Two Habitat Affordable Housing Developments Taking Shape
By Megan Kelto | Nov. 18, 2022
Habitat for Humanity – Grand Traverse Region is lining up new homeowners for its two affordable housing developments underway in Leelanau County.
Maple City Crossings, in partnership with the Leelanau County Land Bank Authority, consists of six duplex homes on a nearly four-acre parcel near downtown Maple City.
The first of the duplexes is under construction, and the second has its foundation with trusses scheduled to be set this month. Wendy Irvin, chief executive officer for Habitat Grand Traverse explains, “We want to get it enclosed before the harsh winter weather is here. The goal is to have it enclosed so we can work through the winter.”
The first two duplexes have four homeowners lined up. Habitat Grand Traverse selects applicants based on need and willingness to partner, which includes taking classes in financial management, home maintenance, and “sweat equity hours” to help with building. Applicants must have household incomes between 30-80 percent of the Area Median Income (AMI), which in Leelanau County is $23,670-$63,910 for a family of four.
The third piece of the puzzle is ability to pay, which Habitat Grand Traverse defines as housing payments of no more than 30 percent of monthly gross income. The organization partners with the USDA and, locally, TBA Credit Union to pair homeowners with financing. Rising mortgage rates, which have more than doubled since Maple City Crossings broke ground over a year ago, create a unique challenge.
“It presents issues for us as an organization because we have our rule of thumb for 30 percent of income. The burden of any increases, whether it’s in building materials or interest rates, falls on our organization to fill the gap,” says Irvin. “That’s why we’re looking for additional financing tools and funding support so we can continue to help families.”
One such financing tool was a proposal to use Tax Increment Financing (TIF) funding to assist Habitat Grand Traverse on the project. In August, Habitat Grand Traverse and the Brownfield Redevelopment Authority of Leelanau County presented a plan to the Kasson Township Board to capture 80 percent of the portion of property taxes paid to Kasson Township for 30 years. The funds would be used to help Habitat offset the projected $700,000 funding gap. At its August 9 meeting, the Kasson Township Board voted 4-1 against the TIF funding.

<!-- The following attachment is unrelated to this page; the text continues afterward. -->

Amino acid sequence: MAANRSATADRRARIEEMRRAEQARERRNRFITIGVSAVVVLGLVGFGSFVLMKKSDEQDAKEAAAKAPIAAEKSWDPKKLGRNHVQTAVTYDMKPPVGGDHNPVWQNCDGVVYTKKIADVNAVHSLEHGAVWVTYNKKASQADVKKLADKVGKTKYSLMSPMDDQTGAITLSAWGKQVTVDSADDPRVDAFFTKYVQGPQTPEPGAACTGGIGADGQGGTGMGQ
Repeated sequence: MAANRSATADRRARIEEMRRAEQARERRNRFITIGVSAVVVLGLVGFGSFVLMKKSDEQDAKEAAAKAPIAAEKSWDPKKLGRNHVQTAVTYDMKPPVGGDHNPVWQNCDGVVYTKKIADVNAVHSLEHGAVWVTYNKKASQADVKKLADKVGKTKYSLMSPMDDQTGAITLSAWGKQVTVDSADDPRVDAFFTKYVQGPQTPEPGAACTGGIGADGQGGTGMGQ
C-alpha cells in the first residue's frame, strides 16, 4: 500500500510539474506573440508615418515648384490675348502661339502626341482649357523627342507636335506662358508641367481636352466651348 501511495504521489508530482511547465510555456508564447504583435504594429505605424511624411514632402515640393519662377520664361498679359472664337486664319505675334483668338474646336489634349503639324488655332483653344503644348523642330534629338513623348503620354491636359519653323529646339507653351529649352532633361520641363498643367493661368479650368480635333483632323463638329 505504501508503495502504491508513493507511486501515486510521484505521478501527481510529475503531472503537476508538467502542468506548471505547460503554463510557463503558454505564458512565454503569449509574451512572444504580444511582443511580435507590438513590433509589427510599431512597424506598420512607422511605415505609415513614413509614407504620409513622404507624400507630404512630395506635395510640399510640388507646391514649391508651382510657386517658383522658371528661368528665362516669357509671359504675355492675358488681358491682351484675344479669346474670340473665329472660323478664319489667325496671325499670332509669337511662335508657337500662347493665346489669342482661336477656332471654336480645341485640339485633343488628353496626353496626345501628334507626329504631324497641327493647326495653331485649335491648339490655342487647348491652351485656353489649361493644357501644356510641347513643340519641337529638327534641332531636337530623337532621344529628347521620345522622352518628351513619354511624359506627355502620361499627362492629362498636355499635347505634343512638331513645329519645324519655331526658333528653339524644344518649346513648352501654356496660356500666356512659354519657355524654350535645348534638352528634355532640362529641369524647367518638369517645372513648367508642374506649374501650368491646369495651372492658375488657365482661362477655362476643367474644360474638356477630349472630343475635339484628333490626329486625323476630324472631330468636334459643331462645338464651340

“It [the TIF proposal] was kind of a rare conversation, and a new conversation. It’s a challenging concept to embrace,” says Irvin. “We are still seeking support from direct donors and foundations.”
As for the final two homes in the third duplex, Habitat is holding off on selecting applicants until funding is secured.
The second project is a partnership with New Waves United Church of Christ. The 20-acre parcel on Bugai Road north of M-72 will include six homes for Habitat Grand Traverse ownership, and seven rental homes which will be owned and managed by New Waves. Each organization is fundraising for its portion of the project, with Habitat Grand traverse seeking to raise $825,000.
Habitat homeowners will be chosen based on the same criteria used for Maple City Crossings, while the New Waves-owned rental units are targeted at a lower income bracket of 30-50 percent of AMI.
“We are partnering with the Northwest Michigan Coalition to End Homelessness on some of the units,” says Tina Allen, New Waves volunteer project manager. “The coalition has several organizations that receive federal funds for people coming out of homelessness. Our renters will be families, because that is the nature of the homes. They can get rental assistance, and case management support to help them get into stability.”
New Waves’ goal is to raise enough funds to offer the homes at HUD’s fair market rent, which is substantially lower than actual market rent. New Waves is also willing to work with renters who have prior evictions. “Very few landlords want to take somebody with an eviction,” says Allen. “We’re trying to fill that gap for people who have had a rough time, and just need to get back on their feet."
Increasing infrastructure and building costs continue to be a challenge. “In fall of 2019 we estimated the excavation and building of the roads at around $180,000,” says Allen. “The lowest bid last year - and I know they gave us a deal - was $275,000.”
New Waves received a $50,000 grant from Rotary Charities to help with infrastructure. Says Allen, “With that grant, we’re close to $450,000 before there’s even a beginning of a home.”
For its part, Habitat Grand Traverse has two homeowners lined up. Habitat Grand Traverse and New Waves are hoping to start the project in the spring of 2023, contingent on the EGLE (Environment, Great Lakes, and Energy) permitting process with the State of Michigan.
PHOTO CREDIT: Tom KachadurianComment
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